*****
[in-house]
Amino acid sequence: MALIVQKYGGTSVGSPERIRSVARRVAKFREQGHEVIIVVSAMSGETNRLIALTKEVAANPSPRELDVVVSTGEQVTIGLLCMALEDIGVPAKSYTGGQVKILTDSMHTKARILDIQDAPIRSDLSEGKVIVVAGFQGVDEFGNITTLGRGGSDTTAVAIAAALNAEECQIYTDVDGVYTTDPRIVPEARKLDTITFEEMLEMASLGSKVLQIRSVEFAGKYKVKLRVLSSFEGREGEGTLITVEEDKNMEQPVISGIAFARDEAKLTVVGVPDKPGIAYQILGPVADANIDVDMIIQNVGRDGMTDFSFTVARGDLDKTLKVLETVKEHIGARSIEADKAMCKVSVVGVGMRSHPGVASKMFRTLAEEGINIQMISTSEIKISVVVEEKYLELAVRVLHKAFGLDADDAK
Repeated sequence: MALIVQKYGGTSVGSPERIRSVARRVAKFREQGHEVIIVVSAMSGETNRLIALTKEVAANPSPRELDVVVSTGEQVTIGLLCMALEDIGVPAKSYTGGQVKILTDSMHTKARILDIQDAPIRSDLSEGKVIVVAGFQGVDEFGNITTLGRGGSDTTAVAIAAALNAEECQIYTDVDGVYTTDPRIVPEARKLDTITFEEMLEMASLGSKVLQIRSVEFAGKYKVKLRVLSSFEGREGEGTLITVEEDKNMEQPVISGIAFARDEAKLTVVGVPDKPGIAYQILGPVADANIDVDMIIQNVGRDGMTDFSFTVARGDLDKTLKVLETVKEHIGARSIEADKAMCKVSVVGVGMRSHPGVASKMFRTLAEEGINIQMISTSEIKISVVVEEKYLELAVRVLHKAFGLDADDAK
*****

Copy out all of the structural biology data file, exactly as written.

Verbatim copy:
[in-house]
Amino acid sequence: MALIVQKYGGTSVGSPERIRSVARRVAKFREQGHEVIIVVSAMSGETNRLIALTKEVAANPSPRELDVVVSTGEQVTIGLLCMALEDIGVPAKSYTGGQVKILTDSMHTKARILDIQDAPIRSDLSEGKVIVVAGFQGVDEFGNITTLGRGGSDTTAVAIAAALNAEECQIYTDVDGVYTTDPRIVPEARKLDTITFEEMLEMASLGSKVLQIRSVEFAGKYKVKLRVLSSFEGREGEGTLITVEEDKNMEQPVISGIAFARDEAKLTVVGVPDKPGIAYQILGPVADANIDVDMIIQNVGRDGMTDFSFTVARGDLDKTLKVLETVKEHIGARSIEADKAMCKVSVVGVGMRSHPGVASKMFRTLAEEGINIQMISTSEIKISVVVEEKYLELAVRVLHKAFGLDADDAK
Repeated sequence: MALIVQKYGGTSVGSPERIRSVARRVAKFREQGHEVIIVVSAMSGETNRLIALTKEVAANPSPRELDVVVSTGEQVTIGLLCMALEDIGVPAKSYTGGQVKILTDSMHTKARILDIQDAPIRSDLSEGKVIVVAGFQGVDEFGNITTLGRGGSDTTAVAIAAALNAEECQIYTDVDGVYTTDPRIVPEARKLDTITFEEMLEMASLGSKVLQIRSVEFAGKYKVKLRVLSSFEGREGEGTLITVEEDKNMEQPVISGIAFARDEAKLTVVGVPDKPGIAYQILGPVADANIDVDMIIQNVGRDGMTDFSFTVARGDLDKTLKVLETVKEHIGARSIEADKAMCKVSVVGVGMRSHPGVASKMFRTLAEEGINIQMISTSEIKISVVVEEKYLELAVRVLHKAFGLDADDAK